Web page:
There’s a good reason why discussion, feedback and reflection leads to better, clearer and more honest thinking.
Insight comes from that gap between what we consciously think at a moment in time, the freshness of another frame or push, and the reflections as we steep in a new perspective or a calmer light and just let that sit with us for a while. In an age where busyness is the badge and everyone seems obsessed with productivity and the sprint toward output, how do we grapple with the practice of personal purposeful work?
How do we think about the change it might bring, the impact it might have. . .? Many of us when faced with work and the desire to get runs on the board, have a tendency to jump in headfirst with a definitive idea of what we think needs to be done, to be ‘output'. We might seek direction or clarity, we seek boundaries and instruction, but how do we reflect on our own work and what it means to self-lead and self-learn in this situation we find ourselves in? If we have a challenging situation either with the work or the people around us, how might we think about that in a way that acknowledges the
messy, honest human-ness of this challenge?
Our conscious mind is volitional and even as we acknowledge that we might have the opportunity, the resources and the capability; we may set the goals, make the decisions to do the work we’d like to do . . we can still get in our own way. Many of the constraints we have are real, but they are not insurmountable. To really commit to the work sometimes we need to redraw boundaries for the very real constraints of time and responsibility and energy.It’s the other stuff . . the storehouse of beliefs, memories of what happened before and the emotional headspace to move forward. The domain of purposeful impactful habits that sometimes trips us up. All of us.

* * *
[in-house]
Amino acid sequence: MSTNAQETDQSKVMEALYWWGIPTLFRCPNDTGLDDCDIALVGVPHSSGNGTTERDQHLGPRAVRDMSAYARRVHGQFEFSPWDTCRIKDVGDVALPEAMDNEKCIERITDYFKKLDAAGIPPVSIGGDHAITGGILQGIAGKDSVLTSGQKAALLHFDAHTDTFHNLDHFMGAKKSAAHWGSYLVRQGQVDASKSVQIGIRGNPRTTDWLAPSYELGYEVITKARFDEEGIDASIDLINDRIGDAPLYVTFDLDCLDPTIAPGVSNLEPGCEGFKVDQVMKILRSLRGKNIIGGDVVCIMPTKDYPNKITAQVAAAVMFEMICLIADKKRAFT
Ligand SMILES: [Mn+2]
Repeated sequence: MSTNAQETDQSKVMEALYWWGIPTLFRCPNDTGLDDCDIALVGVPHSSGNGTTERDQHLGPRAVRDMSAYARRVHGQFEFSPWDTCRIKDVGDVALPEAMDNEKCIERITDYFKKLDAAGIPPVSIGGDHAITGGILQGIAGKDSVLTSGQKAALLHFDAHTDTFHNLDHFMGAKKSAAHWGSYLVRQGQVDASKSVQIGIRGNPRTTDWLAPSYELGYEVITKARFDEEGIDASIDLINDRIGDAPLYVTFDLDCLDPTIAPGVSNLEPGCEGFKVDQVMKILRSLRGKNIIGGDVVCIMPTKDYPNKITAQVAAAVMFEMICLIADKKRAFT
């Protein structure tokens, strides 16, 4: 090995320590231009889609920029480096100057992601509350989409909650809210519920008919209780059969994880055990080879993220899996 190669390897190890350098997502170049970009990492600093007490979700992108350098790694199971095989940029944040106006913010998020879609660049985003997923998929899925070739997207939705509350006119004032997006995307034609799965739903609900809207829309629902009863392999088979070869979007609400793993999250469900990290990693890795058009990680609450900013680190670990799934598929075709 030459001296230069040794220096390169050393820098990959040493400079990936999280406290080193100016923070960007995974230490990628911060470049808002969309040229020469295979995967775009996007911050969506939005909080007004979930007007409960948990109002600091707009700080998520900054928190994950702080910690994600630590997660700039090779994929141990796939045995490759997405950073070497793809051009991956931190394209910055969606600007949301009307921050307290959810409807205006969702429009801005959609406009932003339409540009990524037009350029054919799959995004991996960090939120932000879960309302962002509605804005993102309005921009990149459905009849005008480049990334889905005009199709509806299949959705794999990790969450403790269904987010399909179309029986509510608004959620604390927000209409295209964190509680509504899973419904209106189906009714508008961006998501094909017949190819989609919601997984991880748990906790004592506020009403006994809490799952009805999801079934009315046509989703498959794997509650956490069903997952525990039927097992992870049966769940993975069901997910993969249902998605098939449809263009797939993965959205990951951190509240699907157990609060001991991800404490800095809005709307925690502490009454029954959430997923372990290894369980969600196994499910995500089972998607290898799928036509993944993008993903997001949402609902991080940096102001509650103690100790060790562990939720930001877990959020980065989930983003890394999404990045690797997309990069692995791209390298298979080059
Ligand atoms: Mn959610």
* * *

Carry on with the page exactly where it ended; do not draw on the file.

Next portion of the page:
Try this self-reflection process for starters.
Each new story we tell ourselves has the potential to reshape our attitude and the behaviour that follows. The idea that we might be the only ones standing in our own way is as unsettling as it is reassuring isn’t it? To lay it all out. . .the fears, the acknowledgement that we might hide in the busyness and that we have the power to reframe the narrative . . is empowering as much as it is unsettling. There’s something about seeing it all there on a list, tasks to be tackled . . that makes it seem . . . do-able.
How might we reflect on the work to be done in a way that enables us to course correct, to review and to lead ourselves?
What would that look like? How would it work?